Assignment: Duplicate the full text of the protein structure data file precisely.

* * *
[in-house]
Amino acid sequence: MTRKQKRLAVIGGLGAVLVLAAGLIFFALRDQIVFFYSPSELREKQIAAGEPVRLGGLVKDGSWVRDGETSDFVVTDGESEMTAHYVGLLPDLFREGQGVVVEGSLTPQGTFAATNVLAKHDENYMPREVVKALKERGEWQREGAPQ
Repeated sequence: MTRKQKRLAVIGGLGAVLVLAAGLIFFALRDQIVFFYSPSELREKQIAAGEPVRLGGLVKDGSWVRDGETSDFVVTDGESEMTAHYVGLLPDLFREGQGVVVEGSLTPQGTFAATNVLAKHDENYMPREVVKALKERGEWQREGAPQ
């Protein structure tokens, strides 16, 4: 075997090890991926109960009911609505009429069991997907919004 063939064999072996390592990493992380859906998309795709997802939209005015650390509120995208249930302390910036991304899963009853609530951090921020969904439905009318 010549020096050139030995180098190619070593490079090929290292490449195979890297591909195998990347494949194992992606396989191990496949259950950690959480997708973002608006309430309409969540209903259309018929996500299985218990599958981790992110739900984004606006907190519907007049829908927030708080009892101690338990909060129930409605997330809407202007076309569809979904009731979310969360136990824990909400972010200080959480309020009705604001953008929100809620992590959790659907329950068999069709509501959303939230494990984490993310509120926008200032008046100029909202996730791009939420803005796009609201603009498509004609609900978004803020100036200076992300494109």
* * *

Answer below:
[in-house]
Amino acid sequence: MTRKQKRLAVIGGLGAVLVLAAGLIFFALRDQIVFFYSPSELREKQIAAGEPVRLGGLVKDGSWVRDGETSDFVVTDGESEMTAHYVGLLPDLFREGQGVVVEGSLTPQGTFAATNVLAKHDENYMPREVVKALKERGEWQREGAPQ
Repeated sequence: MTRKQKRLAVIGGLGAVLVLAAGLIFFALRDQIVFFYSPSELREKQIAAGEPVRLGGLVKDGSWVRDGETSDFVVTDGESEMTAHYVGLLPDLFREGQGVVVEGSLTPQGTFAATNVLAKHDENYMPREVVKALKERGEWQREGAPQ
């Protein structure tokens, strides 16, 4: 075997090890991926109960009911609505009429069991997907919004 063939064999072996390592990493992380859906998309795709997802939209005015650390509120995208249930302390910036991304899963009853609530951090921020969904439905009318 010549020096050139030995180098190619070593490079090929290292490449195979890297591909195998990347494949194992992606396989191990496949259950950690959480997708973002608006309430309409969540209903259309018929996500299985218990599958981790992110739900984004606006907190519907007049829908927030708080009892101690338990909060129930409605997330809407202007076309569809979904009731979310969360136990824990909400972010200080959480309020009705604001953008929100809620992590959790659907329950068999069709509501959303939230494990984490993310509120926008200032008046100029909202996730791009939420803005796009609201603009498509004609609900978004803020100036200076992300494109």